Odd Chapter in Miami-FSU Rivalry Ends in Florida State Win


It didn’t have national title implications, or even ACC implications. Virginia Tech eliminated Miami from the Coastal race Thursday night, and Clemson clinched the Atlantic title in the overtime win over Wake Forest. But the energy was high and the game was wild and weird in the latest chapter of the Miami-FSU rivalry.

Florid State cornerback LaMarcus Joyner recovered an apparent Allen Hurns fumble for a score on the first offensive play of the game. The play was reversed. On the next Hurricanes possession Joyner picked off Jacory Harris in the end zone after Miami put together a very good drive.

Later, Florida State quarterback E.J. Manuel was called for intentional grounding in the end zone, which would result in a safety. After review, the play was confirmed. But after even further review it was announced that the rules were misinterpreted, and actually there was no safety.

In the fourth quarter, Miami quarterback Stephen Morris went in motion with Harris lined up at quarterback. Morris took the snap from under center and appeared to score on the quarterback sneak but was ruled short. The play stood as called after review.

There were so many reviews it’s a wonder they didn’t take a second look at the coin flip. You know, just to be sure.

The Hurricanes turned over the football three times, and the Seminoles were turnover-free. FSU punted the ball after Joyner’s interception, but a mental error by Travis Benjamin on the punt return led to a fumble and Florida State recovery. Three points for the Noles was the result.  A Lamar Miller fumble shortly before the half almost resulted in three additional points for the Seminoles, but Dustin Hopkins‘ kick sailed wide right.

Greg Reid returned a 44-yard punt 83 yards to pull ahead 17-7. Despite outgaining Florida State 203-79 in the first half and holding the Seminoles to just three first downs, that was the score at the half. Later, Karlos Williams housed the kickoff to open the third quarter, but it was called back for holding.

It was a sort of comedy of errors for the Miami offense and special teams in the first half.

Credit the Miami defense for keeping the Hurricanes in it. They allowed just one touchdown in the first half, and the field goal after the muffed punt isn’t on them. The Seminoles actually lost yardage before the attempt four plays later.

The Hurricanes D stepped up again later and held on 3rd and goal from the FSU 1-yard line to force a field goal following the Williams kick return that was called back. They held the Seminoles to a field goal again in the fourth when FSU reached the red zone.

E.J. Manuel put forth another good performance, connecting on 17 of 23 passes for 196 yards and a score. The Seminoles managed just one offensive touchdown, but they managed to move the football in the second half to get into field goal range. Miami’s defense just managed to hold them to three points on most red zone drives.

The Canes offense just couldn’t find its footing. There were some positives, but inconsistency dogged them most of the afternoon and evening.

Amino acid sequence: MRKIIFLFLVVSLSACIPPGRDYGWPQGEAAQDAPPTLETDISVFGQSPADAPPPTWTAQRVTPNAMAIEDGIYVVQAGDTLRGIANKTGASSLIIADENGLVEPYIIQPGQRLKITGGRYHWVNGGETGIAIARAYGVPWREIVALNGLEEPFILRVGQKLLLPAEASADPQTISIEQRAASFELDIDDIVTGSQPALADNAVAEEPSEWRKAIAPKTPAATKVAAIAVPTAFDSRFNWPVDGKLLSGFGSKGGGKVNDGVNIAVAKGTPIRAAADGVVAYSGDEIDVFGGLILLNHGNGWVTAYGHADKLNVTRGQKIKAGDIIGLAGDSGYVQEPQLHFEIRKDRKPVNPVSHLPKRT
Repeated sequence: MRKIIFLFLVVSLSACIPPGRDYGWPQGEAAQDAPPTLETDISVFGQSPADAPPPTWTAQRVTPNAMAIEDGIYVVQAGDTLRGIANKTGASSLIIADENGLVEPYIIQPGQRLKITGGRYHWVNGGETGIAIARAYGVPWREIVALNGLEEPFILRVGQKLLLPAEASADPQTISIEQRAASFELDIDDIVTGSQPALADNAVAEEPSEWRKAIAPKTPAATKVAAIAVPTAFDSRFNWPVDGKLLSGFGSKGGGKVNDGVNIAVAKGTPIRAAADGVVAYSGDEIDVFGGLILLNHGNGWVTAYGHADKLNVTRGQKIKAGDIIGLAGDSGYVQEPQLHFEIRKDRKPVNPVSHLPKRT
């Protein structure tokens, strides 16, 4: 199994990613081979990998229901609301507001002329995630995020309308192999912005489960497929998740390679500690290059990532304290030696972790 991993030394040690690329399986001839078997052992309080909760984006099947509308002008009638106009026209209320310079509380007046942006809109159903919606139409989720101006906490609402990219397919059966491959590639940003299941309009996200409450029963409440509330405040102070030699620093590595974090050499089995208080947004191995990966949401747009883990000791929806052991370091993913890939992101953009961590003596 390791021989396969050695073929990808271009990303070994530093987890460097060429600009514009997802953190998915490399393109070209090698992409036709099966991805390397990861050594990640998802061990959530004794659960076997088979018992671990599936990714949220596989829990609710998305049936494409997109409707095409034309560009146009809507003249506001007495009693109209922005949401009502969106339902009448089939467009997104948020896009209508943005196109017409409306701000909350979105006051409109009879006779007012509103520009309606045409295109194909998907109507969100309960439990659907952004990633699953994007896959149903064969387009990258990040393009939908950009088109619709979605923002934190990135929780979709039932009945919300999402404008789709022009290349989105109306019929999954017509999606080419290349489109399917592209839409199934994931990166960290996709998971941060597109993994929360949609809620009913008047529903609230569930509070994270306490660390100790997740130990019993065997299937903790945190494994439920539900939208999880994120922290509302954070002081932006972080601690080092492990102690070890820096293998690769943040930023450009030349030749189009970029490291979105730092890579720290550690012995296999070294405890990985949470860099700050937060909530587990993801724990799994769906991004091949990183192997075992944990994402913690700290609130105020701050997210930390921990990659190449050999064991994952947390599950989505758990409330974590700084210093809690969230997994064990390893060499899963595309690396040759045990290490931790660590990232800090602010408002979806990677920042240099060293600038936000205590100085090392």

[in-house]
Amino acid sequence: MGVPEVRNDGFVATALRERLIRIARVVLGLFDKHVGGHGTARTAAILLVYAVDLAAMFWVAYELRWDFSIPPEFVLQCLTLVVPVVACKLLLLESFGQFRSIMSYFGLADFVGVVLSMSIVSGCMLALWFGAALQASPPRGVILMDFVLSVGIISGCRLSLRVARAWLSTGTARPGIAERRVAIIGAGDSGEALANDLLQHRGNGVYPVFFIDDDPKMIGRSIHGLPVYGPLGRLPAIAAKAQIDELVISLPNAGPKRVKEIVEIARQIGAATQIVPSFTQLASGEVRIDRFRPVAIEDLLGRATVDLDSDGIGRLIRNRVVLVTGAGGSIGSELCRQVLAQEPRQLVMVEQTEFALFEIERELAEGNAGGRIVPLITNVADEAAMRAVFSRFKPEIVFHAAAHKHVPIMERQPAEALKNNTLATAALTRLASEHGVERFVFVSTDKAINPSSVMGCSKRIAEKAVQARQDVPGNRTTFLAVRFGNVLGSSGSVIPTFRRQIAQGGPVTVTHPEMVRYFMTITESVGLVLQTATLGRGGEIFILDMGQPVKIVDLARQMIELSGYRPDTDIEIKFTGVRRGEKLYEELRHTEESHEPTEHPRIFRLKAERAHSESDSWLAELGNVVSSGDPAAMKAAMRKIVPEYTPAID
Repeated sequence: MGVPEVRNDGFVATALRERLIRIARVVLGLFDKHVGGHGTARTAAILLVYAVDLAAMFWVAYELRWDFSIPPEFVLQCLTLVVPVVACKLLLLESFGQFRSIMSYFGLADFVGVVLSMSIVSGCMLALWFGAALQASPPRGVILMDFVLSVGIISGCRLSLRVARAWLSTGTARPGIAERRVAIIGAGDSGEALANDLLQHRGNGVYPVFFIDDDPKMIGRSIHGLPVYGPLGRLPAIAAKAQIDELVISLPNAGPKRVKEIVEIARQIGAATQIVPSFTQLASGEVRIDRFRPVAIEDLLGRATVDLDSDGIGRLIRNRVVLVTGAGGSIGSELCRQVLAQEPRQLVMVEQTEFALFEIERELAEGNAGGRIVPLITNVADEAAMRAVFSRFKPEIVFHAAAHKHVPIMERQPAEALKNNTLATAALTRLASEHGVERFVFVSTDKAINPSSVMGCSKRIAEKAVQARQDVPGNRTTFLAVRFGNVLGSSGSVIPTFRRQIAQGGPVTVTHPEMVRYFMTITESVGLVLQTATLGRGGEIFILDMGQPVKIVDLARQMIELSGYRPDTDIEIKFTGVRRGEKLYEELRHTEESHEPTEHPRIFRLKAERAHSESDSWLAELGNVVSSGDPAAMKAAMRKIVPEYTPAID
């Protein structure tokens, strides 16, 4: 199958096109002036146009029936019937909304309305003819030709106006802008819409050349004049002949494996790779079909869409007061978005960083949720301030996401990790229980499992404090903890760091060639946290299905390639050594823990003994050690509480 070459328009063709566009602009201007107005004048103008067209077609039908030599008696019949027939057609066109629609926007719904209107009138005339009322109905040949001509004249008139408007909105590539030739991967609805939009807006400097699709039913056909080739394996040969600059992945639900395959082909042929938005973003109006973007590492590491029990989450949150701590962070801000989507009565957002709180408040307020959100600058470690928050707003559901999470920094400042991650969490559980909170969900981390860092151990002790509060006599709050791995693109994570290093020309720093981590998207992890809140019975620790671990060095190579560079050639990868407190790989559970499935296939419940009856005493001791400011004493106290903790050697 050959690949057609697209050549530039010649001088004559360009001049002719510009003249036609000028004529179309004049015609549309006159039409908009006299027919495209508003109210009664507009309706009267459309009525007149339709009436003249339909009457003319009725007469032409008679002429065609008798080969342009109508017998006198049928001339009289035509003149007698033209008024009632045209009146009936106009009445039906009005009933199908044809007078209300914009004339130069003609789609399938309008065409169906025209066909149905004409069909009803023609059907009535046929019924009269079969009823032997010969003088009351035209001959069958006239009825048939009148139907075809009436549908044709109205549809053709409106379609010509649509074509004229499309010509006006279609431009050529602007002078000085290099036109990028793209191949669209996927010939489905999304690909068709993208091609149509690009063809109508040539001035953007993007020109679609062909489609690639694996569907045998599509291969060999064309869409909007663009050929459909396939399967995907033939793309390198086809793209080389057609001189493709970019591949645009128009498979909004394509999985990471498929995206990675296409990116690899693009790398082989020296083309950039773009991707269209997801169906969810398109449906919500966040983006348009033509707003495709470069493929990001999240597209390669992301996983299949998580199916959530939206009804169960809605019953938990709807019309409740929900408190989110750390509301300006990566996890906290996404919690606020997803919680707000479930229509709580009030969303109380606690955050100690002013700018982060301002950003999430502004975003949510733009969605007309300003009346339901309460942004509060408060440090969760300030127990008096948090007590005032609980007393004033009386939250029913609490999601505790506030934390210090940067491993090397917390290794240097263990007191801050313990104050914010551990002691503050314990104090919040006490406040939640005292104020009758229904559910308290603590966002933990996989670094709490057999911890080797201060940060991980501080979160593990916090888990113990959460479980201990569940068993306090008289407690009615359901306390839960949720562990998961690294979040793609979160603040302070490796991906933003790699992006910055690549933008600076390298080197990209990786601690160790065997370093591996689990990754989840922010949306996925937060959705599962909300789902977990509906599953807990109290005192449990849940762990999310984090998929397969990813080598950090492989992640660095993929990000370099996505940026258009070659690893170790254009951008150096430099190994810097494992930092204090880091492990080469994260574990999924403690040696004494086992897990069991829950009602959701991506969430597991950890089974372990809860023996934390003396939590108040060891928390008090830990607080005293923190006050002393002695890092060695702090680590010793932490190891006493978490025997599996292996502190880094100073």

For one, I don’t understand the two-quarterback system. Unless you’ve completely given up on the season and want Morris to get some playing time, playing with two quarterbacks seems to interrupt the rhythm on offense. Making the decision even more curious is that Harris is having his best season yet. He’s already shown that he’s making better decisions and you’re trusting him to change the play at the line of scrimmage. Let him run the offense. Harris finished 20-for-31 for 225 yards with one touchdown and an interception.

Tommy Streeter caught four passes for 68 yards and Travis Benjamin went over 2,000 yards in his career—only the sixth Hurricane all-time to do so—on two receptions for 29 yards. The tight ends got involve, too. Clive Walford caught three passes for 21 yards including one touchdown and another reception brought the Canes to the one-yard line where they later scored. Chase Ford caught two passes for 21 yards.

Lamar Miller ripped off some nice runs but did not reach 100 yards on the ground for the fourth time in five weeks. He rushed for 92 yards on 22 carries. Mike James found the end zone on both of the Hurricanes’ fourth quarter touchdowns, including one that drew to within one score with 1:27 left in the game. Holder Spencer Whipple muffed the extra-point attempt, and Miami was held to six points on the final touchdown. The muff put Miami four down instead of three with the onside kick upcoming.

You have to wonder, with no FSU Wide Rights or Wide Lefts since the 2004 Orange Bowl, and two Miami Muffs since 2005, could this be the start of a another weird and, depending on your vantage point, awful trend in the series?

Kicker Jake Wieclaw put down a beautiful onside kick, but Miami could not come up with the football. Credit the Seminoles with another special teams win on the day.

The story of the afternoon was penalties, turnovers, special teams, and the referees.

Miami had nine penalties for 55 yards, and Florida State had 10 penalties for 76 yards, the Noles won the turnover battle 3-0, the FSU special teams got it done, and the questionable calls were best summed up by a fourth quarter hit delivered by FSU linebacker Nigel Bradham to Miami receiver LaRon Byrd. It was a big hit and we’re all glad Byrd’s okay, but Bradham did not launch himself, nor did he hit Byrd in the helmet. He was called for launching, and was ejected from the game.

This is Florida State’s second consecutive win in the rivalry game, and it’s the first time since 2005 that the home team came away with the victory.

The Hurricanes will face South Florida in Tampa next Saturday before the season finale against Boston College in Miami. The Seminoles take on Virginia at home before heading to Gainesville for the annual meeting with the Gators.